Toronto Hydro, Ryerson launch pilot project to store energy in pole-mounted compact box
June 21, 2017
In what it says is a world first, Toronto Hydro is testing pole-mounted energy storage devices that can supplement electricity during peak hours in homes.
In a pilot project, a compact white box, a little bigger than a suitcase, has been mounted about six metres up a hydro pole in the Keele St. and Sheppard Ave. W. area. It’s paired with a 50 kilowatt transformer that typically powers about 12 houses.
“It’s a lithium ion battery just like the one in your cell phone, and it’s equivalent to 2,000 cell phone batteries,” said Gary Thompson, supervisor of engineering at Toronto Hydro.
These units, each storing 15 kilowatt hours of energy, aren’t meant to provide bulk electricity to power houses but to provide support for a grid by making it more efficient, Thompson said.
They are charged during off-peak hours, around 1 a.m. or 2 a.m., and when a transformer begins to see its biggest load during peak hours, the storage unit will supplement some of the energy, he said.
This means that some of Toronto Hydro’s aging assets won’t have to be replaced soon, he said.
Just imagine plugging in a new Tesla car in your house, said Bala Venkatesh, director of Centre of Urban Energy at Ryerson University, which is the lead on this project.
There’s a sudden demand in the electricity of your house when the car is charging. So what this pole-mounted storage unit can do is store energy during off-peak hours. Peaks in energy demands, like when Tesla cars and other electric appliances are plugged in, will be mitigated through that energy storage device, Venkatesh said.
“The biggest benefit is that you can charge those storage units during off-peak hours and use them when electricity is required for a short time,” Venkatesh said.
To support the charging of the Tesla car, one might have to upgrade the electrical wiring of the house, he said. That means, as energy needs increase, transformers will have to be upgraded. But with these pole-mounted storage devices, that upgrade for electrical systems can be avoided.
Thompson said replacing transformers and electrical infrastructure is easier said than done. It involves a lot of planning, resources and engineering designs.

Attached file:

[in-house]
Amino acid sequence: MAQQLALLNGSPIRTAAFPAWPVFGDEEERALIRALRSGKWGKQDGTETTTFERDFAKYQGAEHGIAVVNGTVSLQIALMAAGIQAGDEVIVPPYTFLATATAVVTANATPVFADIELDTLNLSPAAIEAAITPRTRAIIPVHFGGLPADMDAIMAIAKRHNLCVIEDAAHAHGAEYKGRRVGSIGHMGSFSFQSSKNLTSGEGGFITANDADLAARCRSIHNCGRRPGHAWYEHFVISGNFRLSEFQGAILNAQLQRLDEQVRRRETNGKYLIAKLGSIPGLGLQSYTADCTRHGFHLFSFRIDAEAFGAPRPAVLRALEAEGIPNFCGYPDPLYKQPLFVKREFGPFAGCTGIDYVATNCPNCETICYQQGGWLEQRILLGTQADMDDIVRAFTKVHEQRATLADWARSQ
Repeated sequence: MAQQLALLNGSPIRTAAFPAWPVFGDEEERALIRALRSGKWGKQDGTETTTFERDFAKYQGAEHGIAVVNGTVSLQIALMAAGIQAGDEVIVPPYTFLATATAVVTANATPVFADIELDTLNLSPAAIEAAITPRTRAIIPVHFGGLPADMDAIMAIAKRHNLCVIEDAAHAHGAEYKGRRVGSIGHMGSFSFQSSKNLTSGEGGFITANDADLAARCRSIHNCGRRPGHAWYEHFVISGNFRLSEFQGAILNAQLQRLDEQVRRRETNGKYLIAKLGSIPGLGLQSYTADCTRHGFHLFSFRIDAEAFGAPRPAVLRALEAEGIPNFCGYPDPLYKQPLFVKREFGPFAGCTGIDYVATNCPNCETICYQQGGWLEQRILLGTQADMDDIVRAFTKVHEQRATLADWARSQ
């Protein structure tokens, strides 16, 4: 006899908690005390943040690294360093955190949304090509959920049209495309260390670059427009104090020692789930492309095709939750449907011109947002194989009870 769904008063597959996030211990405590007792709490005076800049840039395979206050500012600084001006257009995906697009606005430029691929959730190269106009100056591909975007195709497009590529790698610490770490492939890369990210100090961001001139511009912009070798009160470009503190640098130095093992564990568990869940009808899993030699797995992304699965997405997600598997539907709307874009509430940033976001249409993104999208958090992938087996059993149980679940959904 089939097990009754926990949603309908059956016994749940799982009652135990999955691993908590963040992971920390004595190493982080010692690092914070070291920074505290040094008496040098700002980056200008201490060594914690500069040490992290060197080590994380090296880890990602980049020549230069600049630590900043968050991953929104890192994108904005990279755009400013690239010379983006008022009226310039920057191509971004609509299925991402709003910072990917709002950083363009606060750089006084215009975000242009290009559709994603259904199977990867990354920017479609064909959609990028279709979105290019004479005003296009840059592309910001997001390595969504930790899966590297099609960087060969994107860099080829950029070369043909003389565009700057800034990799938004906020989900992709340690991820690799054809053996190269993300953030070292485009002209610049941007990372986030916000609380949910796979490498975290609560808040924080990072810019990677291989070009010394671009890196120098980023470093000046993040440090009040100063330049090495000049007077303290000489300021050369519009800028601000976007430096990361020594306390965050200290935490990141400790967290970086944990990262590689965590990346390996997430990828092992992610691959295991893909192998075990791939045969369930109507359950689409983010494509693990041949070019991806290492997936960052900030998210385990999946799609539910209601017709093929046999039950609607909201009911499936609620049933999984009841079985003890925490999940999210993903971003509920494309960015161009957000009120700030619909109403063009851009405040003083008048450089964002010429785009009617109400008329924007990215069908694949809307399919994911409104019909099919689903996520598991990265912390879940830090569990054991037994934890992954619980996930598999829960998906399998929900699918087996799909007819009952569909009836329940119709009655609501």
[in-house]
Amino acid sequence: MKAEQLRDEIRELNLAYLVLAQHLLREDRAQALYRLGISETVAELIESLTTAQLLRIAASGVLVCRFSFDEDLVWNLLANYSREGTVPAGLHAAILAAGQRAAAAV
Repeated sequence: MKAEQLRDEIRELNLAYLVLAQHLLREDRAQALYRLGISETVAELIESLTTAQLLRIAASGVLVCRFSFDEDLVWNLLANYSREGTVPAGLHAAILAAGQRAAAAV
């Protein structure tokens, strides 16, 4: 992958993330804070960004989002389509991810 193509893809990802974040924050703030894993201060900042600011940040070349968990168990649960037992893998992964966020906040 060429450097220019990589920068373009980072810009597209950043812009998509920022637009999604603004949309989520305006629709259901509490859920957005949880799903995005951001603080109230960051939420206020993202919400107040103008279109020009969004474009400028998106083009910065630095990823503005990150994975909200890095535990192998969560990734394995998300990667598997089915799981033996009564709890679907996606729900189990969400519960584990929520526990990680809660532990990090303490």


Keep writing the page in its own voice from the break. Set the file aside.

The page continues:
One of the criticisms government officials faced was dumping excess electricity to neighboring states and provinces.
But if thousands of these storage units are deployed across the province, they can store that excess energy, Venkatesh said.
The cost of these units if mass produced is about $20,000-$30,000 per unit.
Tori Gass, spokesperson for Toronto Hydro, said energy storage is a relatively new technology within the utility sector. Pole-mount energy storage is a new concept that Toronto Hydro has worked with its partners to focus on, deferring asset replacement and costs by relieving the load on an overloaded transformer, she said.
Early results have demonstrated an ability to reduce strain on the local transformer, Gass said.
“We’re going to continue to run the pilot for quite a while longer, but there’s no firm end date,” she said.
If the pilot continues to show positive results, then more of these pole-top systems could be put in across the city, Gass said.
“Toronto Hydro has more than 175,000 hydro poles and each one could be a candidate,” she said. “But there aren’t any definite plans to install any more just yet. We need to wait for the pilot results.”
Venkatesh envisions Ontario having lots of these units.
“We’ve done research on energy storage before,” he said. “We’ve worked on large energy storage unit, which is the size of a 40-foot container from 2009 to 2016. So this storage unit is a product of that evolution.”